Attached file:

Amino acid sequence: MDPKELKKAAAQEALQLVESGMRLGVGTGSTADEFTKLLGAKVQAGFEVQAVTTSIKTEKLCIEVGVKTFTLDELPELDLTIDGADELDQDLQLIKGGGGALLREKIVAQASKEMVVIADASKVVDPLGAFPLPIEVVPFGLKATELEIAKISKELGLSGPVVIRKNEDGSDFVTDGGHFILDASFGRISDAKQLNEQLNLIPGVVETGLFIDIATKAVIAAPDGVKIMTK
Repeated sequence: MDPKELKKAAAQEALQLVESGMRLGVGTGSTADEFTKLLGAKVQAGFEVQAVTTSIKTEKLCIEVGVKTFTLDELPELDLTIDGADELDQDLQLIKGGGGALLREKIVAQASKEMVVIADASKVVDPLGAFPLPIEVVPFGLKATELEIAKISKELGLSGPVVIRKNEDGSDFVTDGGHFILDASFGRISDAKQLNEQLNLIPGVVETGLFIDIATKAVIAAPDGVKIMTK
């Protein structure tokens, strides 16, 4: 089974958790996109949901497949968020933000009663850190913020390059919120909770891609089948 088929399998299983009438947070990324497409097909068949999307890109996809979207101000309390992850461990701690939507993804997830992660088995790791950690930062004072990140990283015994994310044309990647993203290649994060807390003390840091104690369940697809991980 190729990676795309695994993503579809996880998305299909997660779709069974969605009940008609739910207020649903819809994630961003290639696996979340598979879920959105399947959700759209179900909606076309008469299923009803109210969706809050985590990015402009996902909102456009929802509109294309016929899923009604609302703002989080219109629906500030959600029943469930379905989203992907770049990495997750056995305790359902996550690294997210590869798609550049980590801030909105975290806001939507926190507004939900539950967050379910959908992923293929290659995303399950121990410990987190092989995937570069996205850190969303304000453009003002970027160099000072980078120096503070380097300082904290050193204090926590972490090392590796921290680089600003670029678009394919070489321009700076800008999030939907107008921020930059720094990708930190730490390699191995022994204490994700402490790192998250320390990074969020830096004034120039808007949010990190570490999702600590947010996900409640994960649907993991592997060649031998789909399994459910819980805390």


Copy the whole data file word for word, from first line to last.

Amino acid sequence: MDPKELKKAAAQEALQLVESGMRLGVGTGSTADEFTKLLGAKVQAGFEVQAVTTSIKTEKLCIEVGVKTFTLDELPELDLTIDGADELDQDLQLIKGGGGALLREKIVAQASKEMVVIADASKVVDPLGAFPLPIEVVPFGLKATELEIAKISKELGLSGPVVIRKNEDGSDFVTDGGHFILDASFGRISDAKQLNEQLNLIPGVVETGLFIDIATKAVIAAPDGVKIMTK
Repeated sequence: MDPKELKKAAAQEALQLVESGMRLGVGTGSTADEFTKLLGAKVQAGFEVQAVTTSIKTEKLCIEVGVKTFTLDELPELDLTIDGADELDQDLQLIKGGGGALLREKIVAQASKEMVVIADASKVVDPLGAFPLPIEVVPFGLKATELEIAKISKELGLSGPVVIRKNEDGSDFVTDGGHFILDASFGRISDAKQLNEQLNLIPGVVETGLFIDIATKAVIAAPDGVKIMTK
């Protein structure tokens, strides 16, 4: 089974958790996109949901497949968020933000009663850190913020390059919120909770891609089948 088929399998299983009438947070990324497409097909068949999307890109996809979207101000309390992850461990701690939507993804997830992660088995790791950690930062004072990140990283015994994310044309990647993203290649994060807390003390840091104690369940697809991980 190729990676795309695994993503579809996880998305299909997660779709069974969605009940008609739910207020649903819809994630961003290639696996979340598979879920959105399947959700759209179900909606076309008469299923009803109210969706809050985590990015402009996902909102456009929802509109294309016929899923009604609302703002989080219109629906500030959600029943469930379905989203992907770049990495997750056995305790359902996550690294997210590869798609550049980590801030909105975290806001939507926190507004939900539950967050379910959908992923293929290659995303399950121990410990987190092989995937570069996205850190969303304000453009003002970027160099000072980078120096503070380097300082904290050193204090926590972490090392590796921290680089600003670029678009394919070489321009700076800008999030939907107008921020930059720094990708930190730490390699191995022994204490994700402490790192998250320390990074969020830096004034120039808007949010990190570490999702600590947010996900409640994960649907993991592997060649031998789909399994459910819980805390």